Smith: It’s a good question. Our company started out in the open data space, and over the years we’ve watched the conversation shift a lot. To us, external data is anything you didn’t create, whether it’s coming from government sources, other businesses, or Joan in accounting. If you didn’t make the data, it’s external, and you’re probably working harder than you should to get it. There’s an assumption that the enterprise has this figured out, but if you scratch the surface of most data pipelines, there’s a lot of painstaking and manual work being done to use even just a fraction of what’s available. That’s why we have teamed up with Prosper to bring a fresh perspective on high quality external data that goes beyond stats of past behaviors and provides factual insights and data about how consumers are feeling, what they are doing , why they are doing it and what they plan on doing in the future. This is especially timely for today’s world where disruption seems to be the norm and left many wondering about what the future now being shaped by new consumer behaviors will look like.
Drenik: What role do you think external data plays for businesses that are trying to map out their game plan for next year?
Smith: Traditional models are going to have to be enhanced with new information. For many companies, finding these sources of data is still a big headache. For us, partnering with organizations like Prosper gives us and our network the ability to find new sources of data from a central clearinghouse, which lets them plug into analysis-ready consumer data for economic forecasting and predictive intelligence. We used to assume that most organizations had figured out a way to pull in data from statistical agencies like the Census Bureau and Statistics Canada, but what we’re hearing these days is that there’s a lot more manual work being done to gather this data than we previously thought. If you’re down in the mines trying to get basic demographic indicators from government sources, you probably don’t have the bandwidth to pull in signal-rich data from third-party data providers. The problem is that these days you really need both. Figuring out a scalable way to automate the flow of public data and connect to new sources of data should be top of mind for anyone who’s trying to get predictive.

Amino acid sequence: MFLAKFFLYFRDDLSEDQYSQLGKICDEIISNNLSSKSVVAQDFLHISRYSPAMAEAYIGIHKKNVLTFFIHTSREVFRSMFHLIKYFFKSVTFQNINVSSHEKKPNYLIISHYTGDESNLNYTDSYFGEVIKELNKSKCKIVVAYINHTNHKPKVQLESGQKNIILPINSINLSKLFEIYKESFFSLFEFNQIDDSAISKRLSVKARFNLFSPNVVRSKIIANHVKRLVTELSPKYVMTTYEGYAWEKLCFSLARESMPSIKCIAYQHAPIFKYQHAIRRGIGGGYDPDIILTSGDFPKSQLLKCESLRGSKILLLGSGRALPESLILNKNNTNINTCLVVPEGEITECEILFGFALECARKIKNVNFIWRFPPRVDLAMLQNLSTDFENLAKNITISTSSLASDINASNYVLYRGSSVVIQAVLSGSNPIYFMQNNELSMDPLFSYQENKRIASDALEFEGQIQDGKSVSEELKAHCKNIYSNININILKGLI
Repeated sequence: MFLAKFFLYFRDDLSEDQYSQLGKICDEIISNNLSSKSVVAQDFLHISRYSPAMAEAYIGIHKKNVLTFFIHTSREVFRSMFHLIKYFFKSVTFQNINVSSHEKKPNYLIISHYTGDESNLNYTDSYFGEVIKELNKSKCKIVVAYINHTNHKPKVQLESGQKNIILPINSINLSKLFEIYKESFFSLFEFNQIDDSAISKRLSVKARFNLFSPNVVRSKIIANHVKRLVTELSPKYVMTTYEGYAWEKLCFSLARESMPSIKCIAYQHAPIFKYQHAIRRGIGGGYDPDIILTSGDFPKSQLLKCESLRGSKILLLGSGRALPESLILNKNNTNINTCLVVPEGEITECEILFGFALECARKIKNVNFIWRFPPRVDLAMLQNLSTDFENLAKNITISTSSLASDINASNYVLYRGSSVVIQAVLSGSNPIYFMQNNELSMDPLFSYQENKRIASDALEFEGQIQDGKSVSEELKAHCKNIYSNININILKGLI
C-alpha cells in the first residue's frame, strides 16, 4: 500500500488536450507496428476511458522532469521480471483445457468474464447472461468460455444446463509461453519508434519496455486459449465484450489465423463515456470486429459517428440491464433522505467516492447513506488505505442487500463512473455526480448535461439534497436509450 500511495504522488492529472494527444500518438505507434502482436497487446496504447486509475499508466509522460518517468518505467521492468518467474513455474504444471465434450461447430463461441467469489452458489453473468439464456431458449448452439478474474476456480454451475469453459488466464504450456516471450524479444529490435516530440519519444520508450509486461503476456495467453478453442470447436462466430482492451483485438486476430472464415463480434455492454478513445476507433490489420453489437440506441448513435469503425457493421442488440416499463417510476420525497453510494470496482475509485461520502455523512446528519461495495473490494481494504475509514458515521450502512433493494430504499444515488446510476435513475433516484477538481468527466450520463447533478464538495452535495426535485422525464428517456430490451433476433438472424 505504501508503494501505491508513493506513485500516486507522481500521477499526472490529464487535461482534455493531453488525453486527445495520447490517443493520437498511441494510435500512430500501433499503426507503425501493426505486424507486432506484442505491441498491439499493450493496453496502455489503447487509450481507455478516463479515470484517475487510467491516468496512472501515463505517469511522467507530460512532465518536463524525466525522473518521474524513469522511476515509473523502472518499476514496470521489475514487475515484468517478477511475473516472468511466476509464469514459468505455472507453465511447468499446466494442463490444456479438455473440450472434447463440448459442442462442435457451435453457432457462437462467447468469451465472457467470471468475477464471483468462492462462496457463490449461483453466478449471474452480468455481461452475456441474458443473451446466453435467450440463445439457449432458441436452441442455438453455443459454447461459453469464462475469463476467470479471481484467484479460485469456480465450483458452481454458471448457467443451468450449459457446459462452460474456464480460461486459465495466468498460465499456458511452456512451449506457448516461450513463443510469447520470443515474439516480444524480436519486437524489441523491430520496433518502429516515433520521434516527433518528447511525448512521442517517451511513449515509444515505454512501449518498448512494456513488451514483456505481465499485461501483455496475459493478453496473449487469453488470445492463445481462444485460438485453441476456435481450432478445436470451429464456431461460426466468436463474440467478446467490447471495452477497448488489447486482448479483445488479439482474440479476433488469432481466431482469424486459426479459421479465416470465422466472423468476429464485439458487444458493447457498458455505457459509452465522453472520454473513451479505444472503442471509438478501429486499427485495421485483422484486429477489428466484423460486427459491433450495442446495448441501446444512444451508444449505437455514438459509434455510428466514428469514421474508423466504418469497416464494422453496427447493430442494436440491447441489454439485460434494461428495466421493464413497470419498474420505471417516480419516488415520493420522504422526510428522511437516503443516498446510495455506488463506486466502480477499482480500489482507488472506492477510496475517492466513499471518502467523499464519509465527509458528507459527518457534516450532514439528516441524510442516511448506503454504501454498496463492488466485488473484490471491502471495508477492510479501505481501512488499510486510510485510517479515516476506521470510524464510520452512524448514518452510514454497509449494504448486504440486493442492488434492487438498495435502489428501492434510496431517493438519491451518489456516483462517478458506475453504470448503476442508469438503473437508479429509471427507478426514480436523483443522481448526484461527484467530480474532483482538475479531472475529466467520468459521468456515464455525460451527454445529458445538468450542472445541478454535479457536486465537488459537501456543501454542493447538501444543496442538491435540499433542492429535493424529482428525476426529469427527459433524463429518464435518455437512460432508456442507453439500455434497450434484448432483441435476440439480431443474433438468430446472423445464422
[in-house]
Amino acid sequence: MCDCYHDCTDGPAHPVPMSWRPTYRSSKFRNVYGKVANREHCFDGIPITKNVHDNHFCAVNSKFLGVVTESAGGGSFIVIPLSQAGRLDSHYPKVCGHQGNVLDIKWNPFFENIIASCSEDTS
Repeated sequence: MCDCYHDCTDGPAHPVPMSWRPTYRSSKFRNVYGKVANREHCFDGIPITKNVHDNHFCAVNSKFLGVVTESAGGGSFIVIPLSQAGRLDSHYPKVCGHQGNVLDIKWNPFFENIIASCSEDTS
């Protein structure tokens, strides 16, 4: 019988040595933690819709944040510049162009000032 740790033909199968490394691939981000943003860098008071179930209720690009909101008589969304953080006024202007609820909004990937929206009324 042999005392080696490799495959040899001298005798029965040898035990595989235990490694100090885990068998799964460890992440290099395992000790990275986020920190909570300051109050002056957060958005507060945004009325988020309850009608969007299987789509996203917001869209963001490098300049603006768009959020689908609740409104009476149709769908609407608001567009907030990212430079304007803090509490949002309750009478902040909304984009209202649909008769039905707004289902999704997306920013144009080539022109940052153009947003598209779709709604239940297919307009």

Drenik: What do you say to a company that’s invested in data management solutions but isn’t seeing a big lift in overall analysis and insight?
Smith: You’ve solved one piece of the puzzle. Figuring out a way to get data into your environment is a big hurdle. A good ETL gives you a pipeline of raw information, but at the end of the day your data scientists are still managing a raw resource, and it’s a misuse of their time. Refining this data into decision-grade products lets them perform actual data science.